Fury as charities fail to cough up a penny for Scots sex abuse survivors’ fund

Daily Record [Glasgow, Scotland]

December 12, 2021

By Gordon Blackstock

A string of wealthy groups have not contributed a penny to the Scottish Government’s new £300million Redress Scotland scheme.

Charities linked to historic sex abuse have failed to cough up a penny for a new survivors’ fund – despite bringing in nearly half a billion pounds every year.

A Sunday Mail probe can reveal the string of wealthy groups who have not contributed to the Scottish Government’s new £300million Redress Scotland scheme.

Just one in five non-public organisations probed by the Scottish Child Abuse Inquiry (SCAI) have so far offered funds.

Deputy First Minister John Swinney said he would pursue “responsible” child abuse organisations “with vigour”.

But concrete offers amount to just £13.8million.

The SCAI is investigating nine Catholic orders who ran 24 schools where abuse happened.

Six of them – The Christian Brothers, De La Salle Brothers, Sisters of Nazareth, defunct Our Lady of Charity, Marist Brothers and the Benedictines – have failed to pay up.

Child abuse campaigner Dave Sharp
Child abuse campaigner Dave Sharp says the charities have a ‘chance to show compassion’

Their income was more than £13million last year.

In Ireland, almost a third of the €1billion-plus bill for its compensation fund was pledged by 18 religious orders, including the Christian Brothers. The Catholic order handed over €30million in 2019 and also offered property.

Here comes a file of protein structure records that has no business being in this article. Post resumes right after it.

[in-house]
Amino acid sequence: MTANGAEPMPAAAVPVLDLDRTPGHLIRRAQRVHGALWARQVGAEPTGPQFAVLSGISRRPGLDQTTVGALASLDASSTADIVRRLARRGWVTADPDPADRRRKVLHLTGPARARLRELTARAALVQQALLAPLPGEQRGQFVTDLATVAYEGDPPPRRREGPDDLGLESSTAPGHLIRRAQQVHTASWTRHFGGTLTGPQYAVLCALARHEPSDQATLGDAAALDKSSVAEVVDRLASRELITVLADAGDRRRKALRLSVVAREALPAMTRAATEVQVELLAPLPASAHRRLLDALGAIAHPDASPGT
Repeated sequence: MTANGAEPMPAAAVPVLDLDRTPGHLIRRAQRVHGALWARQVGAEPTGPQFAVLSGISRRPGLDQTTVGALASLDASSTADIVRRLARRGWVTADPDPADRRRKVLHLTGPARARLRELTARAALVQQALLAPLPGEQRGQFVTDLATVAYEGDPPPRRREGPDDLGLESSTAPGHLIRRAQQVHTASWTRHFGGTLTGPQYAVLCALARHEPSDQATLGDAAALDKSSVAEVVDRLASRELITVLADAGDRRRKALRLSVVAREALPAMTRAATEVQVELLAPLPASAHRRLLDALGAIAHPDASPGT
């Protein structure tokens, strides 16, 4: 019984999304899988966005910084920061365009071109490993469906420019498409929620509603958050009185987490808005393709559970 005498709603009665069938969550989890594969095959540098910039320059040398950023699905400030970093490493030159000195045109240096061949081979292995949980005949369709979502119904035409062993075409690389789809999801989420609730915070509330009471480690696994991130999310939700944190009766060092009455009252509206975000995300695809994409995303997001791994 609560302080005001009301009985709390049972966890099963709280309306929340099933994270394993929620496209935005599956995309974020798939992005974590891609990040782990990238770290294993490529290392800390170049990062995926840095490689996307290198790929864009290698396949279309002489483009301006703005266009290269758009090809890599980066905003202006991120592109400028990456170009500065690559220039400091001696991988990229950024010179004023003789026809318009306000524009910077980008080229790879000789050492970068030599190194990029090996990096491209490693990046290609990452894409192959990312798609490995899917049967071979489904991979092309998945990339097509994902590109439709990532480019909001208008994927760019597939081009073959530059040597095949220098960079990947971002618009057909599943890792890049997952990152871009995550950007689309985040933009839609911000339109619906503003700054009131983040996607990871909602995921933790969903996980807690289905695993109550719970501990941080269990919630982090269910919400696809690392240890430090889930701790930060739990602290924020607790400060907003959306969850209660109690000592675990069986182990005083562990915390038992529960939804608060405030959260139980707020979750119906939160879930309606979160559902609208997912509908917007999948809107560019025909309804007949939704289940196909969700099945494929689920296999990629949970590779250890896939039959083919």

Child abuse campaigner Dave Sharp, who successfully sued the order after he claimed he was repeatedly raped by its monks at St Ninian’s residential school in Fife, said: “They have a chance to show compassion, open their hearts and wallets. Yet they have decided not to. It’s heart-breaking.”

Oxford-based De La Salle Brothers, whose UK income was £2.4million last year, said it would pay in the future.

Catholic umbrella group The Bishops Conference of Scotland, which didn’t run any homes but is being investigated by the SCAI over links to religious orders who did, said it wouldn’t be contributing as it was “outwith the remit of the scheme”. The Archdiocese of Glasgow, who ran abuse-linked St Andrew’s School in Dunbartonshire, has also failed to sign up so far.

The former St Ninian’s School

English-based Benedictines, which ran Catholic boarding school Fort Augustus dubbed a “haven for paedophiles” during an SCAI hearing, has also said it won’t be paying in.

The former St Ninian's School
The former St Ninian’s School

The Church of Scotland, whose income was £104million last year, ran four homes being investigated by the SCAI. It said it hoped to sign up to Redress in the future.

Other organisations not paying include adult disability charity Quarriers. The Bridge of Weir-based organisation, whose income was £42million last year, said it can’t afford it.

The Royal Blind School in Edinburgh, run by Sight Scotland, said it intends to join the scheme.

The Salvation Army said it had “established systems in place to address this”.

Other large charities who ran homes where abuse is alleged include the Sailor’s Society, whose UK income was £2.4million last year. They did not respond to a request for comment.